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E684B

Hui Wang

60-Minute Reading and Writing Lesson Plan


Brief Description of Classroom Setting:
- 6 intermediate level ESL learner of L1 background of Chinese and Vietnamese.
- 8 TEFL/TESL graduate students of L1 background of English, Chinese and Arabic.
- This is a night class based on the assessment of students needs for Colorado State University
visiting scholars that meets once per week on Wednesday from 4:00pm-6:20pm.
- Includes individual work, small group work and whole class work.
- The second of the two reading and writing lessons focusing on life experience topic. This
lesson aims to build the practical, efficient lexical and reading and writing competency.

Pre-lesson Inventory:
Language objective: Students will be able to tell the differences of tense shifts in narrative and
use the tense shifts in conducting discourse.
Content objective: Students will be able to describe life experiences properly and accurately
and comprehend the lesson(s) that they have learned from these experiences.
Materials to take to class: 10 copies of lesson plan, 16 copies of handouts, 16 blank sheets,
whiteboard markers.
Equipment needed for class: Laptop for video player and PowerPoint presentation.
Assignments to collect from students: None.
Special room arrangement: None.

Activity 1: Warm-up (5 minutes)


Purpose: To introduce the topic of todays lesson.
Procedure:
- Greet the class. Write down the goals of the lesson on the board and announce the goals and
objectives to the class.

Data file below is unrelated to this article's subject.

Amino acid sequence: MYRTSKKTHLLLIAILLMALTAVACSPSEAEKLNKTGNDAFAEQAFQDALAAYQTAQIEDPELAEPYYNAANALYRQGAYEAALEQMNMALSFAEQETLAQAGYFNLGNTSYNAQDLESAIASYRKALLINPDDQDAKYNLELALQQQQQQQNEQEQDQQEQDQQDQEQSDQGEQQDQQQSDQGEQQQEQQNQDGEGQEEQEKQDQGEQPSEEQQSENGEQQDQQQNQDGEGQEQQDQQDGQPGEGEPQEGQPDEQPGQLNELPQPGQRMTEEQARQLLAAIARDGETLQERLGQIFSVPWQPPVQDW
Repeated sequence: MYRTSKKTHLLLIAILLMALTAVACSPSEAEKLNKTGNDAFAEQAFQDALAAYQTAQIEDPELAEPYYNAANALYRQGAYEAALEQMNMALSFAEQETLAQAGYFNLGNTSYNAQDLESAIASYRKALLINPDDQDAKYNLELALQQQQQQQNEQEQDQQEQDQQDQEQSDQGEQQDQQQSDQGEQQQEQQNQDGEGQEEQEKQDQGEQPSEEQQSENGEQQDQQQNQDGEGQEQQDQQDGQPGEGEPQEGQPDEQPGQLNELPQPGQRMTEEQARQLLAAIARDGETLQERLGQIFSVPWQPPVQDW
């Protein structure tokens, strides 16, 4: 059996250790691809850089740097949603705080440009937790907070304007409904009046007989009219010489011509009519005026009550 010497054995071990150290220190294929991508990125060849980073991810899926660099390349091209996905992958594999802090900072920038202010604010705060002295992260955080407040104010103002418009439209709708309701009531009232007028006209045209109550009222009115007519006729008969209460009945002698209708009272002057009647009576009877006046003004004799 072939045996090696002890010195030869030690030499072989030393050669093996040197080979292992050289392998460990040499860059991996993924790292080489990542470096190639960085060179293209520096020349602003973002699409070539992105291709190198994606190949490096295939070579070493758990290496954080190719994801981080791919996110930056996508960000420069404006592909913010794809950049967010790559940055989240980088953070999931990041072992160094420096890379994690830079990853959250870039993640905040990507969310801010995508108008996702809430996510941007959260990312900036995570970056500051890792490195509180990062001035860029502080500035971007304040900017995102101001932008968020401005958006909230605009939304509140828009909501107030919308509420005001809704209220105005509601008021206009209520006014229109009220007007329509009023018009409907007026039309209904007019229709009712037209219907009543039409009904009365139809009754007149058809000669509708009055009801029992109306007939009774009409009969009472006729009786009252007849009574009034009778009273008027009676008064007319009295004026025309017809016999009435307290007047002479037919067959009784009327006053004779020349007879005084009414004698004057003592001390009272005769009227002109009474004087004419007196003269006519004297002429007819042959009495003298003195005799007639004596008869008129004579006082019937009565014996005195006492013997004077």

- Instructor will show a commercial video with English captions of Tencent QQ (the most
popular instant messaging software in China). The video is about how this software has changed
and connected the lives of families living in different countries.
(https://www.youtube.com/watch?v=XERYuGZGOOg)

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Hui Wang

- After showing the video, instructor will ask students how they feel about the clip. And what do
they use to contact their family and friends in their home countries when they want to share their
life experiences in foreign countries.
Transition: Tell students that they are going to read an article about someones life and
comprehend the passages.

Activity 2: Comprehension Challenge (25 minutes)


Purpose: Ensure that students are able to comprehend the information and tell the difference of
tense shifts in discourse.
Procedure:
- Give out handouts (copies of Hanover Square). Explain how the activity works.
- Divide the class into groups and read through the whole article. Each visiting scholar needs to
work with at least two graduate students to clarify any questions they may have about the
meaning of the text.